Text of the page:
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In Praise of Nnamdi Kanu's Lead Counsel

In Praise of Nnamdi Kanu's Lead Counsel  By Bruce Fein March 4, 2022 | EASTERN PILOT   As Nnamdi Kanu’s international lawyer and spokesm...

In Praise of Nnamdi Kanu's Lead Counsel 

By Bruce Fein

March 4, 2022 | EASTERN PILOT 

As Nnamdi Kanu’s international lawyer and spokesman, I have been privileged to work in close alignment with MNK’s lead Nigerian counsel, Solicitor Ifeanyi Ejiofor. He has been recently defamed and maligned for ulterior motives by jealous, avaricious Biafrans seeking fame and a mother lode of cash. This Biafran schism must be extinguished. As Benjamin Franklin instructed in America’s quest for independence from Great Britain: “We must all hang together or assuredly we will all hang separately.”

Among other things, Solicitor Ejiofor has been vilified for courageously leading a collective boycott of November 10, 2021, hearing before the Federal High Court of Nigeria in the Abuja Judicial Division to address his powerful motion to dismiss the prosecution for want of jurisdictional competence and flagrant violations of binding international law, including the extraordinary rendition of MNK from Kenya and protracted detention without trial. Solicitor Ejiofor’s submissions in support of the dismissal motion were unanswerable. The Federal Government of Nigeria’s opposition was sub-anemic and destined to lose if the rule of law were to reign in the courtroom.

On the hearing date, the Federal High Court complex was garrisoned by the Department of Security Services. Lawyers representing the prosecution and DSS personnel swarmed the courtroom. Solicitor Ejiofor and his relatively small team of lawyers (including myself as an observer and advisor) passed through multiple invasive checkpoints before arrival. 

Under Nigerian law, a courtroom is public space where non-disruptive persons may enter if space permits. Solicitor Ejiofor’s team had agreed in advance that if I or any other member were excluded from the courtroom by DSS in violation of MNK’s right to counsel of his choice guaranteed under the Nigerian Constitution and international covenants to which Nigeria is a signatory, then we would refuse to participate in such a mockery of justice—a continuation of Fulani persecution of Biafrans that has endured and waxed for decades.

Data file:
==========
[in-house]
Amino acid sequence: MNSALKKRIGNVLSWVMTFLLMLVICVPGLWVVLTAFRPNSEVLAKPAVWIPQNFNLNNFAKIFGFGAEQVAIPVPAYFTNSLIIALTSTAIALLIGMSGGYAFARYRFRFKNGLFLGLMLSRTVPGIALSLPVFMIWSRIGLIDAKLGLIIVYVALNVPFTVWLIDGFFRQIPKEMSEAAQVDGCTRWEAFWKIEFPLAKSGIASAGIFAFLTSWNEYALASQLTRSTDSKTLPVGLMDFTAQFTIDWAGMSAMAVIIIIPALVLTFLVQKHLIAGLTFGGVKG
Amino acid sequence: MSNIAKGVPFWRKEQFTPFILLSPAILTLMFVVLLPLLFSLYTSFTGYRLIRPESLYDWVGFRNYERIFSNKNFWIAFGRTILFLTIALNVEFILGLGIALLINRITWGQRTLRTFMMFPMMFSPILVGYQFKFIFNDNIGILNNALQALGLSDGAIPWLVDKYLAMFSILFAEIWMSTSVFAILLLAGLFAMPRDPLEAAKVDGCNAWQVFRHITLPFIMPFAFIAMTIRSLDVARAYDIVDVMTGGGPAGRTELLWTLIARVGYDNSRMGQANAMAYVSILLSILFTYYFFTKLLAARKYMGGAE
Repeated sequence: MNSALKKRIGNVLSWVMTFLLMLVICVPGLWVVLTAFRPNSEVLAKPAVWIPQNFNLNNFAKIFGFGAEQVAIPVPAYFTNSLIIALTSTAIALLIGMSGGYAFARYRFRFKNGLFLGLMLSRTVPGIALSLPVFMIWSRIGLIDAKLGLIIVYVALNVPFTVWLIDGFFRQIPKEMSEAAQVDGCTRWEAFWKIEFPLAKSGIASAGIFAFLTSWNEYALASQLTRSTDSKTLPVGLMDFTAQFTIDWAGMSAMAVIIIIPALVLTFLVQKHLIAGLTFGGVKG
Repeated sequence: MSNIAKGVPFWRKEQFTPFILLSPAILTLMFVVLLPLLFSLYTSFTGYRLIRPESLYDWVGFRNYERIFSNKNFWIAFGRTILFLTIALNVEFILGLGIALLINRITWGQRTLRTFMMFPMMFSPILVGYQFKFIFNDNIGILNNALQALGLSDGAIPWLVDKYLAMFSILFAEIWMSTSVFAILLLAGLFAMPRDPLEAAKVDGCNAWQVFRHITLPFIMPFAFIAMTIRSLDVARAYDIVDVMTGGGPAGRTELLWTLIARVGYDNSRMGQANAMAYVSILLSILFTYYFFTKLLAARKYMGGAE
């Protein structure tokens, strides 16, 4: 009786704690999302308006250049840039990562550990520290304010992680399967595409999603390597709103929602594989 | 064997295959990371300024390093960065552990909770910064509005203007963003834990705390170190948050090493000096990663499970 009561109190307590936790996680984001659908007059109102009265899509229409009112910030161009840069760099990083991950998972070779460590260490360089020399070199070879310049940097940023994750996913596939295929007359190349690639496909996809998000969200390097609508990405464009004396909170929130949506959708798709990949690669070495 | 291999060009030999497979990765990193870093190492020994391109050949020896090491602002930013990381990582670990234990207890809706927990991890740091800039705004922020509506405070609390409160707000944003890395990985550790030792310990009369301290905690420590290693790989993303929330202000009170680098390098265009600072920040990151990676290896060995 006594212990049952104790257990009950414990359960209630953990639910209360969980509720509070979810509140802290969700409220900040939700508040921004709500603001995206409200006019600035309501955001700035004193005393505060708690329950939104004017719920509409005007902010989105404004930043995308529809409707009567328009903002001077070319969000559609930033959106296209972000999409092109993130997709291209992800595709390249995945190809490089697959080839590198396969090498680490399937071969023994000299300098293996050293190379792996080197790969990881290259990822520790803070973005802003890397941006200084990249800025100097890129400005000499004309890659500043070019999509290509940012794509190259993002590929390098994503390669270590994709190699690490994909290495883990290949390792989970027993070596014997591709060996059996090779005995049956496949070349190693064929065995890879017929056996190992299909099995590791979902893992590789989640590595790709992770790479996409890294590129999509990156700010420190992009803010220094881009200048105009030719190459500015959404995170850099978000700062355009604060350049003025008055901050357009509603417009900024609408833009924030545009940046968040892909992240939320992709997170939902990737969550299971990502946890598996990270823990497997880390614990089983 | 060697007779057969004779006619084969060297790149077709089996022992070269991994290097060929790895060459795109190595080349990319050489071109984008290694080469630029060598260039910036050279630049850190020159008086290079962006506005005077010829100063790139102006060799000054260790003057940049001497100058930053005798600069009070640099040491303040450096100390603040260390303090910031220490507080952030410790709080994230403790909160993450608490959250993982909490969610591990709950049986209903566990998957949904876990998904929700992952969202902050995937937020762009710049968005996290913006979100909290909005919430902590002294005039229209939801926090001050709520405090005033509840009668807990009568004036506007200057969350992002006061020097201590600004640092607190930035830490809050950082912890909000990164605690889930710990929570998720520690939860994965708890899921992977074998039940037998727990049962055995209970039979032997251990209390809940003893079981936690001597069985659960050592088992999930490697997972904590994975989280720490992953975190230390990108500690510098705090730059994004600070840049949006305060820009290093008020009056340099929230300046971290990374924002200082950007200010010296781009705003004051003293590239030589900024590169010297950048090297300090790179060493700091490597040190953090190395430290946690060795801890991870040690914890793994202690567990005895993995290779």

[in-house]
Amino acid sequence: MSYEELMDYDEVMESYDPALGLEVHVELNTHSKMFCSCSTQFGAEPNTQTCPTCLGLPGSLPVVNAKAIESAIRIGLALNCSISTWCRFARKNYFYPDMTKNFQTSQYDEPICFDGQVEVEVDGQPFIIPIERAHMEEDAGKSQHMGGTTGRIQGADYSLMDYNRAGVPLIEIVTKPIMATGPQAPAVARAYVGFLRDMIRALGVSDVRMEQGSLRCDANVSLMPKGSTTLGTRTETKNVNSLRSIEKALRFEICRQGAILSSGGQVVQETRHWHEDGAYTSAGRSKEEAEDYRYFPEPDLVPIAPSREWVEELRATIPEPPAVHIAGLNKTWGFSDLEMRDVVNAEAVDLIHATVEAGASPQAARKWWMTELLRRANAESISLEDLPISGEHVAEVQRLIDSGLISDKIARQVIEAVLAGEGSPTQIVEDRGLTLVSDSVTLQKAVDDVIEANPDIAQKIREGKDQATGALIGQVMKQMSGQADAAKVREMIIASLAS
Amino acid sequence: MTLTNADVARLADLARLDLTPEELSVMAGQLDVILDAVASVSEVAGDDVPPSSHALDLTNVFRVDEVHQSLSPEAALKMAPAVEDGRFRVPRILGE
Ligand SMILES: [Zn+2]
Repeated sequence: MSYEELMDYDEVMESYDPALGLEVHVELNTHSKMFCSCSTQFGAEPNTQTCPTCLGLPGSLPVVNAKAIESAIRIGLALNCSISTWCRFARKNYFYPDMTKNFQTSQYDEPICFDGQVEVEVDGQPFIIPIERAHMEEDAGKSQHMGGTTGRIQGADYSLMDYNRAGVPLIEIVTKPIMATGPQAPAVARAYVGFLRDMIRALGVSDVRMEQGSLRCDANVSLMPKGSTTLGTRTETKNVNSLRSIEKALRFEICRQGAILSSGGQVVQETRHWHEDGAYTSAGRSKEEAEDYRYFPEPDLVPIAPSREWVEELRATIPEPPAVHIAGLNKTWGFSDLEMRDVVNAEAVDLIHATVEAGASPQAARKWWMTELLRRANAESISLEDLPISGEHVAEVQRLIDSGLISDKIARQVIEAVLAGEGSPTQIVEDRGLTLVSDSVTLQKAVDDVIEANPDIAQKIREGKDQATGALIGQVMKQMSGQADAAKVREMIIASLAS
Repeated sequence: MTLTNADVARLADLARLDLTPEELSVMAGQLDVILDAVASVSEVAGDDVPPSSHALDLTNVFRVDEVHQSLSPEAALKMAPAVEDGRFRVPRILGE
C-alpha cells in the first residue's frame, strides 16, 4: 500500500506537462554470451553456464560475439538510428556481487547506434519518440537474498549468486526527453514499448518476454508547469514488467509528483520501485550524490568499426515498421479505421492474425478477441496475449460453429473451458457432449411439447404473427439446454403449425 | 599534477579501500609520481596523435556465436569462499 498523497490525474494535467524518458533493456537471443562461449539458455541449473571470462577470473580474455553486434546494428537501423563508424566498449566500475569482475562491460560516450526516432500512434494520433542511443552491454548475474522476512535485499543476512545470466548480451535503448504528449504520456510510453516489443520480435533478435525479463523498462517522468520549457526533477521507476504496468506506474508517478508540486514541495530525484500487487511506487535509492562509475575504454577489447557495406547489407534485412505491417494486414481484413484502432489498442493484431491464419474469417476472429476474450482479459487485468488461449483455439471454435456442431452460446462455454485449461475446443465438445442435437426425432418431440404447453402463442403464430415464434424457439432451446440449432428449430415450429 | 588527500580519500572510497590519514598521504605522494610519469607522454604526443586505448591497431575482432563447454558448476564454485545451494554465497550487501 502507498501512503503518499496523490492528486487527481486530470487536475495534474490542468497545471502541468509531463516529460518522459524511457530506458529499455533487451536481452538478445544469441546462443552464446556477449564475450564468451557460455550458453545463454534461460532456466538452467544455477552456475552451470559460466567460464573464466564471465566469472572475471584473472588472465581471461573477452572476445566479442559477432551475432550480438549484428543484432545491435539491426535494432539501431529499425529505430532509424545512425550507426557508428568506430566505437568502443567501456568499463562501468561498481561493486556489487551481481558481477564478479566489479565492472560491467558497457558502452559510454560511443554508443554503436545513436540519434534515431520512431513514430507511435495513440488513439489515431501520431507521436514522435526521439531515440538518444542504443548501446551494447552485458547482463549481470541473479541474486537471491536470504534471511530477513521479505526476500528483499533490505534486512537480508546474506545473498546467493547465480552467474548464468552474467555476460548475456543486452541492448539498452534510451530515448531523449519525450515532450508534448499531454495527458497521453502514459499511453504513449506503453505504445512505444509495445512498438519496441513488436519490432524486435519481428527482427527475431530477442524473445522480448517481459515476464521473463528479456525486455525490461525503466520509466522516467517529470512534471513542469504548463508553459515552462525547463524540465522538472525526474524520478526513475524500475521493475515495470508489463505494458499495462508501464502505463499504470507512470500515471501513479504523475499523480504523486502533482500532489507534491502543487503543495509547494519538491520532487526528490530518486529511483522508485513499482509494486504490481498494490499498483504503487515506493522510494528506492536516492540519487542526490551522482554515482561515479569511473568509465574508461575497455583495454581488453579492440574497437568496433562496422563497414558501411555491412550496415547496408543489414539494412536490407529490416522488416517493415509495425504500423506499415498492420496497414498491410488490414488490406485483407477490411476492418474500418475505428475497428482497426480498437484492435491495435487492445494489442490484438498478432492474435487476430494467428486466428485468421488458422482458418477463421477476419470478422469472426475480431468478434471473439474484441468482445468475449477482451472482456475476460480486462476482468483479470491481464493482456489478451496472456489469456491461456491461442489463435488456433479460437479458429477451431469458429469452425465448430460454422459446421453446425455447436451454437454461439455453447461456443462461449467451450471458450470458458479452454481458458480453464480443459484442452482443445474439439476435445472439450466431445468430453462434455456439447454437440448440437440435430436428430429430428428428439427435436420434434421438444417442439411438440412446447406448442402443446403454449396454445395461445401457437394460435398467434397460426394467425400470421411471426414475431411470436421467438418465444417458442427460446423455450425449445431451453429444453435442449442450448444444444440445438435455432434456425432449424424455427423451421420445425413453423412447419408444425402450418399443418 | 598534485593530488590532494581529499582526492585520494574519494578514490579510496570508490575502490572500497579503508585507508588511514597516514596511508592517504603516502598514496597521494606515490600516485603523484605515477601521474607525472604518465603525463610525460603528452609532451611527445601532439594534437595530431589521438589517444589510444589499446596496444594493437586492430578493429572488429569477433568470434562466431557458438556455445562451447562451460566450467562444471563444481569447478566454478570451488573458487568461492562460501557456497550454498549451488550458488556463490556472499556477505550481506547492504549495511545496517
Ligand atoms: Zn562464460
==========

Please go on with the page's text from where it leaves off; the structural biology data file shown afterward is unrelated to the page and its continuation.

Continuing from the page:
Exclusion would represent a crowning insult to the rule of law in MNK’s case and Biafrans generally. There had already been the attempted assassination of MNK; the kidnapping, torture, and extraordinary rendition, the denial of the right to counsel, the solitary confinement incommunicado, the denial of the right against arbitrary detention, the denial of the right to adequate medical care, the DSS flouting of court orders authorizing MNK access to lawyers of his choosing, and the exclusion of the media from the courtroom. In other words, proof had accumulated beyond a reasonable doubt that if a stand against continued lawlessness was not taken, MNK would be convicted in a show trial with impunity for the perpetrators of the injustice.

Accordingly, when I and other team members were excluded from the courtroom, Solicitor Ejiofor lead a boycott of the proceedings. Enough was enough. The time had come for Biafrans to push back against Fulani lawlessness and oppression to safeguard their dignity and to call attention to their plight. 

Solicitor Ejiofor’s undaunted courage broke through a psychological barrier of docility that had pervaded the Biafran people. For that, he deserves valorization. 

Let us never forget that the Federal Government of Nigeria has burned Solicitor Ejiofor’s offices, has killed his associates, has attempted his assassination, and has forced him to vary his movements. He daily lives with a Sword of Damocles hanging over his head.

With great skill and resolution, Solicitor Ejiofor has nobly advanced the cause of MNK and independent Biafran sovereignty through non-violent means. They remain unfinished business. Solicitor Ejiofor’s example should inspire us to unify to complete the task.

*Bruce Fein was associate deputy attorney general and general counsel of the Federal Communications Commission under President Ronald Reagan

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